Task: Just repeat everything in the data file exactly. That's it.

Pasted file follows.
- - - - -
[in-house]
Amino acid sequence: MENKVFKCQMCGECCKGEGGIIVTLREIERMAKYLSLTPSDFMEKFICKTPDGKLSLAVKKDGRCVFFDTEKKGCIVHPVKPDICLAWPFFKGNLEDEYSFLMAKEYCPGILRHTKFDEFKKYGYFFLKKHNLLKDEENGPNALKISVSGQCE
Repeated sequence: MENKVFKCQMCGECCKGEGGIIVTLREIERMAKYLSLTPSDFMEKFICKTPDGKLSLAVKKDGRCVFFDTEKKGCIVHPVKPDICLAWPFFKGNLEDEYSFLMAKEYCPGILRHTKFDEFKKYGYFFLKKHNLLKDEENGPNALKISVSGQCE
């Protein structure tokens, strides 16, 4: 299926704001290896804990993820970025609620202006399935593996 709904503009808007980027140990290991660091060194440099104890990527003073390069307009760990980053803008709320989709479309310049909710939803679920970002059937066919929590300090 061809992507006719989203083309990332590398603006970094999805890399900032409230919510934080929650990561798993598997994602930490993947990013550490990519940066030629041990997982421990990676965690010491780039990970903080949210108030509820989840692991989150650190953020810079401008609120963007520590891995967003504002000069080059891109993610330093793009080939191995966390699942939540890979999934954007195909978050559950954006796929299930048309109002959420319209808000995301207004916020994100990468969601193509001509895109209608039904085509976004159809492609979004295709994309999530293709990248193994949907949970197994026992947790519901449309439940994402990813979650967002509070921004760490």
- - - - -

[in-house]
Amino acid sequence: MENKVFKCQMCGECCKGEGGIIVTLREIERMAKYLSLTPSDFMEKFICKTPDGKLSLAVKKDGRCVFFDTEKKGCIVHPVKPDICLAWPFFKGNLEDEYSFLMAKEYCPGILRHTKFDEFKKYGYFFLKKHNLLKDEENGPNALKISVSGQCE
Repeated sequence: MENKVFKCQMCGECCKGEGGIIVTLREIERMAKYLSLTPSDFMEKFICKTPDGKLSLAVKKDGRCVFFDTEKKGCIVHPVKPDICLAWPFFKGNLEDEYSFLMAKEYCPGILRHTKFDEFKKYGYFFLKKHNLLKDEENGPNALKISVSGQCE
């Protein structure tokens, strides 16, 4: 299926704001290896804990993820970025609620202006399935593996 709904503009808007980027140990290991660091060194440099104890990527003073390069307009760990980053803008709320989709479309310049909710939803679920970002059937066919929590300090 061809992507006719989203083309990332590398603006970094999805890399900032409230919510934080929650990561798993598997994602930490993947990013550490990519940066030629041990997982421990990676965690010491780039990970903080949210108030509820989840692991989150650190953020810079401008609120963007520590891995967003504002000069080059891109993610330093793009080939191995966390699942939540890979999934954007195909978050559950954006796929299930048309109002959420319209808000995301207004916020994100990468969601193509001509895109209608039904085509976004159809492609979004295709994309999530293709990248193994949907949970197994026992947790519901449309439940994402990813979650967002509070921004760490």